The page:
Earlier this week I was accompanied by Deputy Under Secretary Janey Thornton and Agricultural Marketing Service Administrator Anne Alonzo as we visited a food pantry in the District of Columbia, Bread for the City, to draw attention to the importance of nutrition assistance programs for millions of Americans who are still struggling to put food on the table. While we were there, we were happy to announce additional support for food banks, soup kitchens and food pantries across the country in the form of $126.4 million worth of surplus fruits and vegetables to be distributed through The Emergency Food Assistance Program (TEFAP).
Programs like Bread for the City are vital to our nation's nutrition safety net, but they cannot meet the need alone. After the automatic benefit cuts to SNAP that began on November 1, we heard numerous stories of food banks saying they were unable to bridge the gap - and they will struggle even more if there are additional significant cuts to the program. That is why it is so important that Congress act to pass a Farm Bill that preserves programs like TEFAP and the Supplemental Nutrition Assistance Program (SNAP) that help American families get the nutrition they need.
Today in his weekly column, Agriculture Secretary Tom Vilsack spoke about the role of the Farm Bill in preventing hunger:
By Agriculture Secretary Tom Vilsack
America's farmers and ranchers work hard every day to put healthy food on our tables. Thanks to their incredible productivity, we have the capacity to produce enough food not only for every American family, but for much of the world.
In a nation with such an abundance of food resources, it is unthinkable and unacceptable that any American go hungry. Unfortunately, even as the economy recovers and more Americans get back to work, millions of hardworking folks still need help putting food on the table.
America's food insecure families are just one group of Americans counting on Congress to finish the work of a comprehensive Food, Farm and Jobs Bill that adequately invests in America's nutrition safety net.
To help families in need, the U.S. Department of Agriculture maintains a nutrition safety net through a wide range of programs. These include the Emergency Food Assistance Program, which helps ensure adequate stocks at food banks and food pantries; the Supplemental Nutrition Assistance Program that helps families put food on the table; and the Special Supplemental Nutrition Program for Women, Infants and Children which is focused on mothers and their young families.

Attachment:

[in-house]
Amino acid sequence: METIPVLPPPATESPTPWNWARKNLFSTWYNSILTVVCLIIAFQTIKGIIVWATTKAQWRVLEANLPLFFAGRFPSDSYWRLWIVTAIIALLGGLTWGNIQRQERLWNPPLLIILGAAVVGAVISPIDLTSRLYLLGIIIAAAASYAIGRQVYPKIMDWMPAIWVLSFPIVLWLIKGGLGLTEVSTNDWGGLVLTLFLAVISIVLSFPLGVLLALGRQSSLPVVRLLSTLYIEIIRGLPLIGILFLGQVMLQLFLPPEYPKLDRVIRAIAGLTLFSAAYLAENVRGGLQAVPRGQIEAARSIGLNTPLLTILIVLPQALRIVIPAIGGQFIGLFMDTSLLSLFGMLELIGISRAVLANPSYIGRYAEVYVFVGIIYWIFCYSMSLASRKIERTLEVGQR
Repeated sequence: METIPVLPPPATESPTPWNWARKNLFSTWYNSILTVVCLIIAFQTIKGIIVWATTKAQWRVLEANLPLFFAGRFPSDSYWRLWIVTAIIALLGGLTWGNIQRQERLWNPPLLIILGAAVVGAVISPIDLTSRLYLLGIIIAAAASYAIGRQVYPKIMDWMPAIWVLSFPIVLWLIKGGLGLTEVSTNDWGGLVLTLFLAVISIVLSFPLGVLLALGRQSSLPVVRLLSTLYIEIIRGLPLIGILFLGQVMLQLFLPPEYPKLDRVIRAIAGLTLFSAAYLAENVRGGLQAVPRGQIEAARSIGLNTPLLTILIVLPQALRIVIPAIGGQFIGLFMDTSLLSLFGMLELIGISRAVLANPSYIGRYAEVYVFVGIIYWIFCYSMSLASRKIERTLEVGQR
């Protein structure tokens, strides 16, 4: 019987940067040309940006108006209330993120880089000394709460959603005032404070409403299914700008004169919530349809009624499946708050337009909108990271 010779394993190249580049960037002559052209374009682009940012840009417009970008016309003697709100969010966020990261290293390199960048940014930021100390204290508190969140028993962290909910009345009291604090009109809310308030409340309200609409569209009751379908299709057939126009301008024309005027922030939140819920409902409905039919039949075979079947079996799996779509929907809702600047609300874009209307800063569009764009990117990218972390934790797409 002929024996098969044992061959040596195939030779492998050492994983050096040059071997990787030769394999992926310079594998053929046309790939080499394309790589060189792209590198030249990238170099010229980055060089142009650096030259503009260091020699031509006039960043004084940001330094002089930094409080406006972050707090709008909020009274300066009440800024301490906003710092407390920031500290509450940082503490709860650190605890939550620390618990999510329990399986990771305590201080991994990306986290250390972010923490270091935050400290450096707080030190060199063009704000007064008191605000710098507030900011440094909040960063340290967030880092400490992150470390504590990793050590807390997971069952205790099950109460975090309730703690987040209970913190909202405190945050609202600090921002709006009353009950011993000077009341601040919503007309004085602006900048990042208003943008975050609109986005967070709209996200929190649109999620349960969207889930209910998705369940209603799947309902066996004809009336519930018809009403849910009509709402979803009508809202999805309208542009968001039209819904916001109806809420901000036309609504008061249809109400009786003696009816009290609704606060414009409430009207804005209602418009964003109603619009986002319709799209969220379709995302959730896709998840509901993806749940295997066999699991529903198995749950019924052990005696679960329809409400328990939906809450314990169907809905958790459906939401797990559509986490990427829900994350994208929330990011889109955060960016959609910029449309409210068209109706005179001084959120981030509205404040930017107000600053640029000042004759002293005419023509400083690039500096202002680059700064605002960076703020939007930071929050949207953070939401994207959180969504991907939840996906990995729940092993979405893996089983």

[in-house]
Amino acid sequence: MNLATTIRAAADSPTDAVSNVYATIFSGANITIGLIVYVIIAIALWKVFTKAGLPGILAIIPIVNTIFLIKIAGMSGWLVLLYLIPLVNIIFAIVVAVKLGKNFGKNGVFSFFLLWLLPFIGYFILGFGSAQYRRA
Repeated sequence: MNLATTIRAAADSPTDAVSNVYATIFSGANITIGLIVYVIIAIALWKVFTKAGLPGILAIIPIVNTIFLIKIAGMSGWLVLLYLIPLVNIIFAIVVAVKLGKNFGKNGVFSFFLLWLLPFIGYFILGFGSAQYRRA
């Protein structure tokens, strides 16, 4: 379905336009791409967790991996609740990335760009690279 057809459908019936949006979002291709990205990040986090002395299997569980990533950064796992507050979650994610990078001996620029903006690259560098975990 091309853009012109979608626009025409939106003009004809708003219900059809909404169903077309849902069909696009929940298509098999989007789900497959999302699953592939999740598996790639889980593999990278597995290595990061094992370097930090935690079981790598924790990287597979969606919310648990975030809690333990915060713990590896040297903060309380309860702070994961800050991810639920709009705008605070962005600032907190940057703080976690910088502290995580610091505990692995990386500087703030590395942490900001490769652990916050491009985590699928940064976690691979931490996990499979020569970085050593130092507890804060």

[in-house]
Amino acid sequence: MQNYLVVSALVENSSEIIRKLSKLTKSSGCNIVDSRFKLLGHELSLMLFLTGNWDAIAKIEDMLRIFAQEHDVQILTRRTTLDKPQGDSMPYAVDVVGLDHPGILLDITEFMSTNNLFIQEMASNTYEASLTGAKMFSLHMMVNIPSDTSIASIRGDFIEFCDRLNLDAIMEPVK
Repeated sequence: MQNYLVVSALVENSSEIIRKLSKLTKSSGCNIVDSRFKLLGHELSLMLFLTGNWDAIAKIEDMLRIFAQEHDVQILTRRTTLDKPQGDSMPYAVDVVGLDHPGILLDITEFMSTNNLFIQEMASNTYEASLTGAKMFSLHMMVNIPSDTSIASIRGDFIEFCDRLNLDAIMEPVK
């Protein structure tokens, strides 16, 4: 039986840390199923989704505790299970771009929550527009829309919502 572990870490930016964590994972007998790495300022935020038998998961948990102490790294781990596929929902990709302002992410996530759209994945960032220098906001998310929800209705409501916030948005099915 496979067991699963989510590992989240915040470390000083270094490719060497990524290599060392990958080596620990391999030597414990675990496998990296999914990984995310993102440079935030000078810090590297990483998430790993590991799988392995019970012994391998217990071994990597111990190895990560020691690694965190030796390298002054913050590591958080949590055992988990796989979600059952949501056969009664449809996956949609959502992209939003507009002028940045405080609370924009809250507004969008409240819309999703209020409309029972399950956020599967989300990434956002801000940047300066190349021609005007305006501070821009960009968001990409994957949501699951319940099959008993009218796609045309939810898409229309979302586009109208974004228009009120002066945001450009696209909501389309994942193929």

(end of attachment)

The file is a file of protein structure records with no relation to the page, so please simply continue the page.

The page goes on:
For example, right now, many food banks and emergency food centers are dealing with increased winter traffic and their resources are stretched thin. To help support these food banks and pantries, USDA this week was able to purchase an additional 155.6 million pounds of wholesome, high quality, domestically-grown fruits and vegetables to be donated through TEFAP. Last year, the program resulted in more than 640 million pounds of extra food in food banks across the nation and added $498 million to the farm economy.
Meanwhile, USDA remains focused on delivering a reliable and modern assistance effort through SNAP. Our efforts to crack down on fraud and abuse while modernizing the SNAP program have led to one of the lowest error rates in history for the program, and a fraud rate of 1.3%.
And while we have worked hard to provide even healthier meals to the 31 million kids who eat school lunch and 13 million who eat school breakfast, USDA has established ambitious goals to expand the reach of summer nutrition programs that feed more than three million low-income children daily when school is out.
Many of these efforts to provide a strong, dependable safety net for American families rely on passage of a new Farm Bill that supports strong nutrition programs.
Although the holiday season and its focus on giving have passed, this is no time to forget that too many American children and families are still struggling to make ends meet, particularly in the wake of an automatic SNAP monthly benefit reduction that began late last year. Millions of folks count on the nutrition safety net as they strive to get back to work - and they're counting on Congress to pass a Food, Farm and Jobs Bill to maintain this important effort.